Everybody Wants Me
As the real estate market moved from a buyer’s market to a seller’s market in North Texas, things were heating up quickly in real estate. The economy was turning around, companies were hiring and relocating to the DFW area, and there was a shortage of homes for sale. This caused our real estate market to become a seller’s market….and not just a seller’s market, a HOT SELLER’S MARKET.
Just at the start of this seller’s market cycle, we listed a property in Plano for a couple who was moving out of the Metroplex to live closer to their kids and grandkids. Ron and Lucy had lived in their house since before the recession, and they had good equity in their home. We reviewed the comparable sales with them, and determined a fair listing price. Literally within hours of being on the market, they had plenty of showings and were receiving offers to buy their home. Some people sent offers without even seeing the house in person.
While Ron and Lucy were excited to have so much interest in their home, however, it was quite overwhelming to have so many people want your house….and want it now! It was like being a movie star and being surrounding by the paparazzi!! It was such a whirlwind of activity.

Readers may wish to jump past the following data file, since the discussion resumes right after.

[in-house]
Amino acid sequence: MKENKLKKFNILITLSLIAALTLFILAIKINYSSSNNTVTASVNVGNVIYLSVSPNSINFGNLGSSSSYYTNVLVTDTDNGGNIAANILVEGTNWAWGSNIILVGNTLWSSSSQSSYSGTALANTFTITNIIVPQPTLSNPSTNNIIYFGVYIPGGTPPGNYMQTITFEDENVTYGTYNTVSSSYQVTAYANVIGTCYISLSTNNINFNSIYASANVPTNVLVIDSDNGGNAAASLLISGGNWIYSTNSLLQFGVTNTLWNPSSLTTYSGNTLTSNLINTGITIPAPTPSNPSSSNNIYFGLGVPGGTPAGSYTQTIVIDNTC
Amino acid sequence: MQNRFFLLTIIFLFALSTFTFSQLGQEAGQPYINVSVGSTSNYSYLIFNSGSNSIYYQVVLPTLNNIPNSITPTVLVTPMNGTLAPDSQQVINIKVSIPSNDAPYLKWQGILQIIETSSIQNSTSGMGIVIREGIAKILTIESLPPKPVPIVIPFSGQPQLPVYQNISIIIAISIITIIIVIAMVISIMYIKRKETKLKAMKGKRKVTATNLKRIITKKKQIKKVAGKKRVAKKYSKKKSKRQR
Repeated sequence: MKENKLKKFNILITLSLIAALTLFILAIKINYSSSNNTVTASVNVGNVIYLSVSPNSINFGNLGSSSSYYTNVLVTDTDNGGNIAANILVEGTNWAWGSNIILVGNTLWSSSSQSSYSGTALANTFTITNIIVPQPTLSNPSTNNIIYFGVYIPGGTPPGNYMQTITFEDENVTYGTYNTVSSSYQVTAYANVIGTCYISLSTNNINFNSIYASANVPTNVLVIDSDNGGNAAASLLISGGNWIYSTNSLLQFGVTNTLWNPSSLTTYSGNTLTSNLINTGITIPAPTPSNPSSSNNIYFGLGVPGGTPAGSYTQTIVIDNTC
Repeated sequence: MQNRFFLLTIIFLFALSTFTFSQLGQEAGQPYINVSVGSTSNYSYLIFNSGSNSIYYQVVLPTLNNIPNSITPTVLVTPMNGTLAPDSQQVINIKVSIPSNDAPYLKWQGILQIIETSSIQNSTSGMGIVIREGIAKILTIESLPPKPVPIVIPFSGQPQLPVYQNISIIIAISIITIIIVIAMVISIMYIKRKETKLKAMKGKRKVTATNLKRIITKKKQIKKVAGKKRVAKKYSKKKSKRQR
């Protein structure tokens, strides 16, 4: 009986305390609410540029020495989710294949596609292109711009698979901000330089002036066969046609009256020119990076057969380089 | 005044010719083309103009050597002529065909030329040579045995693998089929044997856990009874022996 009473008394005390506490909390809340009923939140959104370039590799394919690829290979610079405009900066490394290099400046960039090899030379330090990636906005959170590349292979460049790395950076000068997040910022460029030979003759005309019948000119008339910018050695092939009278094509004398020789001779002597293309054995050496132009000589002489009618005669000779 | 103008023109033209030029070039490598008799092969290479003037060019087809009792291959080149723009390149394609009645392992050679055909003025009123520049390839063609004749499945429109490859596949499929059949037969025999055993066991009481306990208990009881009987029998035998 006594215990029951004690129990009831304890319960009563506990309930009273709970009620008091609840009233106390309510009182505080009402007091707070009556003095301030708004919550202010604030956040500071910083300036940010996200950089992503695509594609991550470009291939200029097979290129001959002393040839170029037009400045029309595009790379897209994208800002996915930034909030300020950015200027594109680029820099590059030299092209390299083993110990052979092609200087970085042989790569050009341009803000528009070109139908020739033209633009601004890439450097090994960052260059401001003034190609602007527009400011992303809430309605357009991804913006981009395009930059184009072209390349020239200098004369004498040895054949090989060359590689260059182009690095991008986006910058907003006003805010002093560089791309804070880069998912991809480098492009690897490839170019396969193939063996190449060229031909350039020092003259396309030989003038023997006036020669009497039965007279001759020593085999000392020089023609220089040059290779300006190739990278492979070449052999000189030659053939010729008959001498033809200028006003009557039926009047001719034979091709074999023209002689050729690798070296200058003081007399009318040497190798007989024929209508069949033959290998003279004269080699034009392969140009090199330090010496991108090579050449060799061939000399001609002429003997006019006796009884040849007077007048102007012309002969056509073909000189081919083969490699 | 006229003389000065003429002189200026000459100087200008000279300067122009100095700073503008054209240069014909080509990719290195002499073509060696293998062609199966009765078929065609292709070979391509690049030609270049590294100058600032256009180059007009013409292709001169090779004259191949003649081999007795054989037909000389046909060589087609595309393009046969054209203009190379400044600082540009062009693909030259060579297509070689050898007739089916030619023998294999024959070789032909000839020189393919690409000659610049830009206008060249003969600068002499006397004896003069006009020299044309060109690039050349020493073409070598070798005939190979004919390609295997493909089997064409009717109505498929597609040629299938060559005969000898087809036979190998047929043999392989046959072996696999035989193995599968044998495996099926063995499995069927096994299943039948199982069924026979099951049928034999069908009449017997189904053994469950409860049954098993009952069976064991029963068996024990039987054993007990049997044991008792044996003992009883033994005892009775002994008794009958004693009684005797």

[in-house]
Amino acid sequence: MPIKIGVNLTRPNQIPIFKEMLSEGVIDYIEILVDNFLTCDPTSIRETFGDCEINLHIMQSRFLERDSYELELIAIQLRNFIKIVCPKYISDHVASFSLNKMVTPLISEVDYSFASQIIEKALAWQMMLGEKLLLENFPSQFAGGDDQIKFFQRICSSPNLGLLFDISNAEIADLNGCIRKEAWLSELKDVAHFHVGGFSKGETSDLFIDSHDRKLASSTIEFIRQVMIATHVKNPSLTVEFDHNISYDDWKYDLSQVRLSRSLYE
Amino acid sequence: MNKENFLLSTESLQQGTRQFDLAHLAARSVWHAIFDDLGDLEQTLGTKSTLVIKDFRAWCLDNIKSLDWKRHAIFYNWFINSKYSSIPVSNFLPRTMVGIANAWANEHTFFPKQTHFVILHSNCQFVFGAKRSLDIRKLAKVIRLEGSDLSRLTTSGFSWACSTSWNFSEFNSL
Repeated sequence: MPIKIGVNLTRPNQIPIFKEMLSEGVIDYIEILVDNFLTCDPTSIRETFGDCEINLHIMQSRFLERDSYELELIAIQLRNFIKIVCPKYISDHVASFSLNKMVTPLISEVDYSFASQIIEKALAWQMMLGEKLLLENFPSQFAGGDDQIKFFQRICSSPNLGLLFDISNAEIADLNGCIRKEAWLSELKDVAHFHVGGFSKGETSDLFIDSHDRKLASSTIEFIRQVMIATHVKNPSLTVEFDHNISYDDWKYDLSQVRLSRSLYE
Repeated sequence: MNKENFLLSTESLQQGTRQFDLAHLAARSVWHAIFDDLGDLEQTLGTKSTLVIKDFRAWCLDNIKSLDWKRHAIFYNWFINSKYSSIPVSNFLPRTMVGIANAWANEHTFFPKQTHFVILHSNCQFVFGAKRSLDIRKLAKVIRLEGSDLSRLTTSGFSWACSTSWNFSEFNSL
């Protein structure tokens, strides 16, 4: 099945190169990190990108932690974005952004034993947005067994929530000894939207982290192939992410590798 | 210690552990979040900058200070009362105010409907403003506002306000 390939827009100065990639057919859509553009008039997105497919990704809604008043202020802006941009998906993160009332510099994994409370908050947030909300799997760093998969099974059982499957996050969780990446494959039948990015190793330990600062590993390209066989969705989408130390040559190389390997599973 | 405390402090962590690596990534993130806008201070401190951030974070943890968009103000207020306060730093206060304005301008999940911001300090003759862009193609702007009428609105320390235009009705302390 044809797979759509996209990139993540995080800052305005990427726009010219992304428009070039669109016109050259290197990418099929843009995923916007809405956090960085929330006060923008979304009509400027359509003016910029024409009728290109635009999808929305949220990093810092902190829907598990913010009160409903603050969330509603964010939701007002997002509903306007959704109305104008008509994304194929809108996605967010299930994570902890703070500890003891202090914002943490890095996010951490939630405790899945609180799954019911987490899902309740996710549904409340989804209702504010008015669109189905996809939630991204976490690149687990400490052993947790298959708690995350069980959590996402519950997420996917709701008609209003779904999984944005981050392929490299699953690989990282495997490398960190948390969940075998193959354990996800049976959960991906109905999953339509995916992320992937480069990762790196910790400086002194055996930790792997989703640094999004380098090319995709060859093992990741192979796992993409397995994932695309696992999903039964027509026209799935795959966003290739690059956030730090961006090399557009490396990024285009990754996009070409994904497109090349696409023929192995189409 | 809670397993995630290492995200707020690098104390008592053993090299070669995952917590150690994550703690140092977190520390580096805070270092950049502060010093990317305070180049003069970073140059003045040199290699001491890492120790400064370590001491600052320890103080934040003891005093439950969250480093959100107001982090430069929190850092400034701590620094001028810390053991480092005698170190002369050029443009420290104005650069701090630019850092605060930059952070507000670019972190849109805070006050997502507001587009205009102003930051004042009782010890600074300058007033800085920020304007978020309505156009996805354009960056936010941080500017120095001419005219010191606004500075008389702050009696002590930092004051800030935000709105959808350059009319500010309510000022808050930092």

Ron and Lucy picked the best offer within the first 24 hours and started the process of selling their home. However, 2 days later, the buyer backed out of the contract. While Ron and Lucy had plenty of other offers to choose from, we decided to put the house back on the market for showings. Again, there were a ton of buyers looking, and many sent offers. Sometimes with a letter to the seller pleading as to why the seller should take their offer instead of someone else.
After several conversations about the speed that things were happening, we decided to slow the process down by telling all buyers that we would consider all offers on a specific date (a couple of days away). That way the frantic pace of people rushing to get inside the home, and rushing to send an offer would slow down….plus the sellers needed some time to think. After all, buying or selling a home is a big process with a huge financial impact.
Once the offer deadline arrived, we met and discussed the offers. We had 43 offers to choose from. That is a lot to sort through. The sellers made a choice based on a combination of sales price, time frame to move out, strength of the buyer’s financing versus cash purchasers, and end use of the property (deciding between a buyer who intended to live there or a real estate investor).
They decided to sell to someone who planned to live in the home for many years to come. Once under contract, things went smoothly. The home inspection was ordered and the buyer didn’t ask for any repairs. The appraisal was done and while it didn’t appraise for the sales price, the buyer paid more money out of pocket to ensure the sale went through. The title work and loan documents were complete. On closing day, the sellers had their moving truck ready for their next adventure, living near their kids and grandkids.
The moral of the story is that sometimes, while it’s nice to be wanted and to be the most popular person, you have to slow things down so that you can think clearly and make the best choice for you.